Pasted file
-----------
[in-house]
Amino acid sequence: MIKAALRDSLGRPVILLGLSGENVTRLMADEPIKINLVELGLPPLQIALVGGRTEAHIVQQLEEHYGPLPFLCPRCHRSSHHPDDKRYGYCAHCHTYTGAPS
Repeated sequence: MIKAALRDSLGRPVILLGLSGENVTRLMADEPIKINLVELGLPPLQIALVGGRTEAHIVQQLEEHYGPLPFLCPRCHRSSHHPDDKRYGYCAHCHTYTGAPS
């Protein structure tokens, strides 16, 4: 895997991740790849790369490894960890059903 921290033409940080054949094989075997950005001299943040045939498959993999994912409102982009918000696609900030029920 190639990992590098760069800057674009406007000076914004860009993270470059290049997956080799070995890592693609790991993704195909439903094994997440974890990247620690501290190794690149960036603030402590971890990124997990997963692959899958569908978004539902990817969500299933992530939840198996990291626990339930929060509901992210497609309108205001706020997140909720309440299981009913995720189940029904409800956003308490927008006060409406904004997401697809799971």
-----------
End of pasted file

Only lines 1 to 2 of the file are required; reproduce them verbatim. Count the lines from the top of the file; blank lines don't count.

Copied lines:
[in-house]
Amino acid sequence: MIKAALRDSLGRPVILLGLSGENVTRLMADEPIKINLVELGLPPLQIALVGGRTEAHIVQQLEEHYGPLPFLCPRCHRSSHHPDDKRYGYCAHCHTYTGAPS